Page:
Specific treatment for attention-deficit/hyperactivity disorder will be determined by your child's physician based on:
- Your child's age, overall health and medical history
- Extent of your child's symptoms
- Your child's tolerance for specific medications or therapies
- Expectations for the course of the condition
- Your opinion or preference
Major components of treatment for children with ADHD include parental support and education in behavioral training, appropriate school placement and medication. Treatment with a psychostimulant is highly effective in 75-90% of children with ADHD.
Treatment may include:
Psychostimulant medications are used for their ability to balance chemicals in the brain that prohibit the child from maintaining attention and controlling impulses. They help stimulate or help the brain to focus and may be used to reduce the major characteristics of ADHD, listed above.
Psychostimulant medications commonly used to treat ADHD include the following:
- Methylphenidate (Ritalin, Metadate, Concerta)
- Dextroamphetamine (Dexedrine)
- Pemoline (Cylert)
- A mixture of amphetamine salts (Adderall)
Psychostimulants have been used to treat childhood behavior disorders since the 1930s. They have been studied widely. Stimulants take effect in the body quickly, work for one to four hours, and then leave the body quickly. Doses of stimulant medications need to be timed to match the child's school schedule – to help the child pay attention for a longer period of time and improve classroom performance.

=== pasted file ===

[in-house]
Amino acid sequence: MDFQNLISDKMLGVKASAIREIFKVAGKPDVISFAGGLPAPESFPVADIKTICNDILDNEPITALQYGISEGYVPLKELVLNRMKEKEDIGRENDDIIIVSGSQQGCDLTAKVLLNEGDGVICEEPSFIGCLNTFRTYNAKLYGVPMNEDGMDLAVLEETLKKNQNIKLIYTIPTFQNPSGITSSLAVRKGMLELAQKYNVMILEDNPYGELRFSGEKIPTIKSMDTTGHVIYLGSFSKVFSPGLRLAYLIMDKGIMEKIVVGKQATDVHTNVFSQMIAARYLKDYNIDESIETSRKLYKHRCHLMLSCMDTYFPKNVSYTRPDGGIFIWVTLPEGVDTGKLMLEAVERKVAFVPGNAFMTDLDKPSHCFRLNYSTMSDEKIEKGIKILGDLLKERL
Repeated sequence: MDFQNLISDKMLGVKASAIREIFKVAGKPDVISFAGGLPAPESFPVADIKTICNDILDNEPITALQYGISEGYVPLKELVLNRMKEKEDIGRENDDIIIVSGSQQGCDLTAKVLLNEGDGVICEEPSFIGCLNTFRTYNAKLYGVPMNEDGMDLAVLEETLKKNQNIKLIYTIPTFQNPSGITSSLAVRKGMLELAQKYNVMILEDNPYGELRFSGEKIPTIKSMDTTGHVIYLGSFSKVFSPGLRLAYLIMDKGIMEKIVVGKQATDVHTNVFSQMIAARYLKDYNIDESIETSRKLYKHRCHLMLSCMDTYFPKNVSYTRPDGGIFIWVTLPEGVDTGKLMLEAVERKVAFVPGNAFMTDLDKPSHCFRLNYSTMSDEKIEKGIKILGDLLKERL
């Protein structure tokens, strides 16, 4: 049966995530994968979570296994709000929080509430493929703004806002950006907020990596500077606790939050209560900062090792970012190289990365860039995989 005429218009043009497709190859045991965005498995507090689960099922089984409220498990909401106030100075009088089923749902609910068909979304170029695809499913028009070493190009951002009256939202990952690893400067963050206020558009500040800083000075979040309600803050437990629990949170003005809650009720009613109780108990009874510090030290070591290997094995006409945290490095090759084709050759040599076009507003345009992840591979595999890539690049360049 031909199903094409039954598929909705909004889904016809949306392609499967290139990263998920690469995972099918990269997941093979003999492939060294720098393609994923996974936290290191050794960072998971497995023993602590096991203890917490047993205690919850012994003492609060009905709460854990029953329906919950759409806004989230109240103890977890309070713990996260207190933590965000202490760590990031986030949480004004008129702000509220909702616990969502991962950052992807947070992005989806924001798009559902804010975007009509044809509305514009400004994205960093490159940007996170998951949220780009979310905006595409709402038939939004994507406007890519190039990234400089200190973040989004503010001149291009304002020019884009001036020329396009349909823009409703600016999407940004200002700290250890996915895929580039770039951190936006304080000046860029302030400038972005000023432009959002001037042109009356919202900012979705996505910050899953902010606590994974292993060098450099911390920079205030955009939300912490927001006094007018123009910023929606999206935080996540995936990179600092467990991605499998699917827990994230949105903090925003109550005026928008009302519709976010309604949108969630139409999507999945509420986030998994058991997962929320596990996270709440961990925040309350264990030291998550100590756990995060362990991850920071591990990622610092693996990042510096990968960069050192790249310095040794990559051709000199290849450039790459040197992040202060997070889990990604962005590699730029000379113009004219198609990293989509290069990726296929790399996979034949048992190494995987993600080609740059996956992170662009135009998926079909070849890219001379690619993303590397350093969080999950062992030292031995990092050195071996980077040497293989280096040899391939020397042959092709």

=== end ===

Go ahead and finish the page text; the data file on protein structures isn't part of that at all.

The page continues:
The common side effects of stimulants may include, but are not limited to, the following:
- Decreased appetite
- Stomach aches
- Rebound activation (when the effect of the stimulant wears off, hyperactive and impulsive behaviors may increase for a short period of time)
Most side effects of stimulant use are mild, decrease with regular use, and respond to dose changes. Always discuss potential side effects with your child's physician. Antidepressant medications may also be administered for children and adolescents with ADHD to help improve attention while decreasing aggression, anxiety, and/or depression.
Parenting children with ADHD may be difficult and can present challenges that create stress within the family. Classes in behavior management skills for parents can help reduce stress for all family members. Training in behavior management skills for parents usually occurs in a group setting which encourages parent-to-parent support.
Behavior management skills may include the following:
- Use of time out
- Point systems
- Contingent attention (responding to the child with positive attention when desired behaviors occur; withholding attention when undesired behaviors occur)
Teachers may also be taught behavior management skills to use in the classroom setting. Training for teachers usually includes use of daily behavior reports that communicate in-school behaviors to parents.
Behavior management techniques tend to improve targeted behaviors (such as completing school work or keeping the child's hands to himself/herself), but usually are not helpful in reducing overall inattention, hyperactivity or impulsivity.